A reflection of exclusionary and toxic practices experienced in the activist spaces in the Philippine Left and on answering what it means to do activism.
Thomas Paine, in the year 1776, wrote a text that would come to be the intellectual nail in the coffin for the British government in America. This text was named Common Sense, where he expresses that:
'Society in every state is a blessing, but government in its best state is but a necessary evil; in its worst state an intolerable one; for when we suffer, or are exposed to the same miseries by a government which we might expect in a country without a government, our calamity is heightened by reflecting that we furnish the means by which we suffer. Government, like dress, is the badge of lost innocence: the palaces of kings are built on the ruins of the bowers of paradise.'
Three centuries have passed since he penned those words which sparked revolution, and yet, the ideology of government reigns supreme. The economic conditions of capitalism, which first festered in those days of colonial powers, has now achieved permanence through the dominance of states. The concept of nationhood, of the sovereign country, has so infected modern discourse that it now feels impossible to consider social life without it. And what has this state of affairs left us? Has it given us security, happiness, a sense of self or identity? No, it has left us to be disparate, insecure, unwitting victims to a globalised capitalist system. Humanity has to do better.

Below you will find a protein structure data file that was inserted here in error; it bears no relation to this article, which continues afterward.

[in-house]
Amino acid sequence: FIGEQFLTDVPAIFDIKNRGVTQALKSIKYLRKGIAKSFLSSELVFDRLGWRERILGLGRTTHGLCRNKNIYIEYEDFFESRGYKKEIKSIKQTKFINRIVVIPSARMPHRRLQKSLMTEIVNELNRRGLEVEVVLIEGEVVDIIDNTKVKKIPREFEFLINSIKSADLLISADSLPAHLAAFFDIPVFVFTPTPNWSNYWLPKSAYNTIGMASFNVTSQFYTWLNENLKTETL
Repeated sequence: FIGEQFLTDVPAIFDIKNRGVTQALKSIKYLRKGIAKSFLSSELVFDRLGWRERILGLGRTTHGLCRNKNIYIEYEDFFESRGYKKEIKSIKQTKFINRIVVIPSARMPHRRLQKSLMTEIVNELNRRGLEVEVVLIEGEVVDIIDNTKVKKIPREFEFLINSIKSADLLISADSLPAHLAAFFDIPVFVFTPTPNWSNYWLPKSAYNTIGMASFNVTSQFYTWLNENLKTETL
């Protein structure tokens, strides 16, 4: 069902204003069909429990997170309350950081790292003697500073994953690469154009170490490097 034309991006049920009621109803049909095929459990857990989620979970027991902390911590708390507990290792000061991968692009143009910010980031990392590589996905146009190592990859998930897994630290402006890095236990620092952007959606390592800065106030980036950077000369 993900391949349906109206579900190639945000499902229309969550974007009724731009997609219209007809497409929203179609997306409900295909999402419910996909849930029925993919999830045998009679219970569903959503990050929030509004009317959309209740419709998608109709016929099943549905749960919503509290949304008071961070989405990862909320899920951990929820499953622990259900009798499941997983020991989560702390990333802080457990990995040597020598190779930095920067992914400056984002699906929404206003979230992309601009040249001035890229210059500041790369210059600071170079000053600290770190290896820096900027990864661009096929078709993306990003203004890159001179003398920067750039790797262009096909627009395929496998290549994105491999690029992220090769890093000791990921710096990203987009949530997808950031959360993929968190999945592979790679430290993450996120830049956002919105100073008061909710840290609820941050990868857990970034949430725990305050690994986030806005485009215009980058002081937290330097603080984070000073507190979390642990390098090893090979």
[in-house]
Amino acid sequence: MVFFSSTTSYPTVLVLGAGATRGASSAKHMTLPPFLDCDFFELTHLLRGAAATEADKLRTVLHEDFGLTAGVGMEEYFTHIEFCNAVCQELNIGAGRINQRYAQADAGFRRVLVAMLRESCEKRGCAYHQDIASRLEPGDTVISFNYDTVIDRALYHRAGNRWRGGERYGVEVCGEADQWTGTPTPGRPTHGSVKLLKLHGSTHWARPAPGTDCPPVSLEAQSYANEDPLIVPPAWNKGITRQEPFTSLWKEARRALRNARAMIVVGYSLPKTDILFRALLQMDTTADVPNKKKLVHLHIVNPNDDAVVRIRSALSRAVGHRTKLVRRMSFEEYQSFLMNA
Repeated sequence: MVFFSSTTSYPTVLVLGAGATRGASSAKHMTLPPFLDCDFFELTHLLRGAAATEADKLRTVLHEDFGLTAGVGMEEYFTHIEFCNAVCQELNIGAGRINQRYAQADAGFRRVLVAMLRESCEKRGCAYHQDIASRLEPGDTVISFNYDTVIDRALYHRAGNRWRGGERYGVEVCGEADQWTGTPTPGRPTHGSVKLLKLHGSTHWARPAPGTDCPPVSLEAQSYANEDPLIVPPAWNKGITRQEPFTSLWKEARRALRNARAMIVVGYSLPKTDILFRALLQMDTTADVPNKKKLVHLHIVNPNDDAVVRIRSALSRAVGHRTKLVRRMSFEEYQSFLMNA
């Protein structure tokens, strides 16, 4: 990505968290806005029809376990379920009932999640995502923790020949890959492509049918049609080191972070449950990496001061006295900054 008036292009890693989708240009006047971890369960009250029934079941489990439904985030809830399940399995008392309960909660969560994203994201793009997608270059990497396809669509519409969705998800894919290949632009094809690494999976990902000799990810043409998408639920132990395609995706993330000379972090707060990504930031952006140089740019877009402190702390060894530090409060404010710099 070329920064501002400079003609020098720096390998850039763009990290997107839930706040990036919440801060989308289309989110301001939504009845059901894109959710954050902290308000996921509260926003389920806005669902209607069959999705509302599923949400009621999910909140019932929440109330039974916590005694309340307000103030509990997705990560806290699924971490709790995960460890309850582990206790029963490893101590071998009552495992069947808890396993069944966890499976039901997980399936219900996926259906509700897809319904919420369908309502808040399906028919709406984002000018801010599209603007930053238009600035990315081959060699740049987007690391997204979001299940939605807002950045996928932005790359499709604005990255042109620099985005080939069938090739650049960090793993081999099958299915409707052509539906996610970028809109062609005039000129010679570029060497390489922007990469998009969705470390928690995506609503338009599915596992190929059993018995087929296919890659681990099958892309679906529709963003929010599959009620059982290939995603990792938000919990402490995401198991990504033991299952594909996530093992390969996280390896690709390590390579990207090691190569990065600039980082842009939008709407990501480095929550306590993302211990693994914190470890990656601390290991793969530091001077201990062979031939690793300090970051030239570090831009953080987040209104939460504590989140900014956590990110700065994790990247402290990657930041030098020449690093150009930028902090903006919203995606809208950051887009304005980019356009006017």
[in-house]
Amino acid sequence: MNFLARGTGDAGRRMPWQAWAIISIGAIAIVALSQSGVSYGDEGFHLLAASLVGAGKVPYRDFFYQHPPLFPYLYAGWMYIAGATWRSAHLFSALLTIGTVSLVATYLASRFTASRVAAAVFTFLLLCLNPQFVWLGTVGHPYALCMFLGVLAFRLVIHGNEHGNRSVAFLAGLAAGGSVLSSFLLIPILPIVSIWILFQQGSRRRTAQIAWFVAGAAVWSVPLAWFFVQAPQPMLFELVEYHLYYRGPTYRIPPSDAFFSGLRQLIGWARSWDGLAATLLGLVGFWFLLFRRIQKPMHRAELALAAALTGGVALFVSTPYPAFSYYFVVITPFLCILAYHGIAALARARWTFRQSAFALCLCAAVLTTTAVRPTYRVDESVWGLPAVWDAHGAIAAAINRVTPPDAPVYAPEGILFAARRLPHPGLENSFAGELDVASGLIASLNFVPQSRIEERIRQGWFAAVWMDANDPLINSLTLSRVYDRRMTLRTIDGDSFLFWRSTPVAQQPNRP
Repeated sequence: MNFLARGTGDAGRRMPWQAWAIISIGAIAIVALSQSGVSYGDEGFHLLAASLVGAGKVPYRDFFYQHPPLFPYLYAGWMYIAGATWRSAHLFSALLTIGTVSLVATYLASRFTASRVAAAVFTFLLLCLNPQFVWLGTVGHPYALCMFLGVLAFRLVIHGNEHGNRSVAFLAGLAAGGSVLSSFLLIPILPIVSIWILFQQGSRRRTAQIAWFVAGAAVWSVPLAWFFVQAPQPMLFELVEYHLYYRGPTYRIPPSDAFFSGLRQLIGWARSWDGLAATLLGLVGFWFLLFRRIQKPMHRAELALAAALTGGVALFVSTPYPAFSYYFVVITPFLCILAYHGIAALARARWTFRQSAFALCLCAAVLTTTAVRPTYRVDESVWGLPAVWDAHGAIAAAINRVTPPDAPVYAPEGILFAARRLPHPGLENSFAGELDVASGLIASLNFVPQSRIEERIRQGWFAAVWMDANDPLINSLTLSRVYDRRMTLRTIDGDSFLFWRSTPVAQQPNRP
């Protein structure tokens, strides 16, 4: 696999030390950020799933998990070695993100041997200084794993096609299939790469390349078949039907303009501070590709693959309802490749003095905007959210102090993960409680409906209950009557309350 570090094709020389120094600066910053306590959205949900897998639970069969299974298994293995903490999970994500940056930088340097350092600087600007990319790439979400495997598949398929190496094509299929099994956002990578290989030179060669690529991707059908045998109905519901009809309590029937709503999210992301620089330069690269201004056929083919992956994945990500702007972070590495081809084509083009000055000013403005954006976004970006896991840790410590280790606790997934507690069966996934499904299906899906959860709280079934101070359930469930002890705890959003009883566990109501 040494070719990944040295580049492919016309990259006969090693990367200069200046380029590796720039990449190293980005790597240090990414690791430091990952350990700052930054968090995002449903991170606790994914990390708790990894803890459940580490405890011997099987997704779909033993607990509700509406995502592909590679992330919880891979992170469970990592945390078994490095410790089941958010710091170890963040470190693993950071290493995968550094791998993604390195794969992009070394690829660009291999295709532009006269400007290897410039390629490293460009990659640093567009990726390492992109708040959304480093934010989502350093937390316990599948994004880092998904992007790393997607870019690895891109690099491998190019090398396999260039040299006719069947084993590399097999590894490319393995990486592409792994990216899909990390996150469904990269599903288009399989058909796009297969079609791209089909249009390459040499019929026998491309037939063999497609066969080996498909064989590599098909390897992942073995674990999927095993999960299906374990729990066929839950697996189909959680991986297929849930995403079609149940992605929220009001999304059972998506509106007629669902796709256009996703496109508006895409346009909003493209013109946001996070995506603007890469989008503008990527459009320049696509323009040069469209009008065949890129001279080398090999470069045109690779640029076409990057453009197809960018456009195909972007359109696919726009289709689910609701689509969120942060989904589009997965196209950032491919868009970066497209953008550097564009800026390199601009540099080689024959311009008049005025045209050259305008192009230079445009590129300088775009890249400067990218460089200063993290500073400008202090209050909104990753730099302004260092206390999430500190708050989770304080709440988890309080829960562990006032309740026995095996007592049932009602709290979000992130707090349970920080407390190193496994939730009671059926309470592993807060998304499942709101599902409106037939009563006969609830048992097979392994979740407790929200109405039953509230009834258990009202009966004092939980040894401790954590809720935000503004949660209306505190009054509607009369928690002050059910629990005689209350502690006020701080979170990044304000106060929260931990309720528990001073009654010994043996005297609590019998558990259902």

It wasn’t always this way. People have lived and imagined societies without the universal presence of the state, whether that was on the commons of England, whose rights were enshrined in the Magna Carta, in the Swiss cantons that inspired the anarchist Kropotkin, or through the ancient practise of jingtian in ancient China. The history of anarchism is conjoined with the history of humanity. Not with the chieftains, emperors or kings, who were but individual conquerors, but with the peasants, the fishermen or the bricklayers, who dreamt of living within their own means.
The Commoner seeks to tap into these deep rooted traditions so that we may reclaim the land that always belonged to us. It wishes to re-frame the narrative of society away from individualisation, away from private property, and towards a way of living devoid of state coercion. It desires to shelter those who believe in the communal spirit of humanity.
Quite simply, it wants to explore what it means to be a commoner.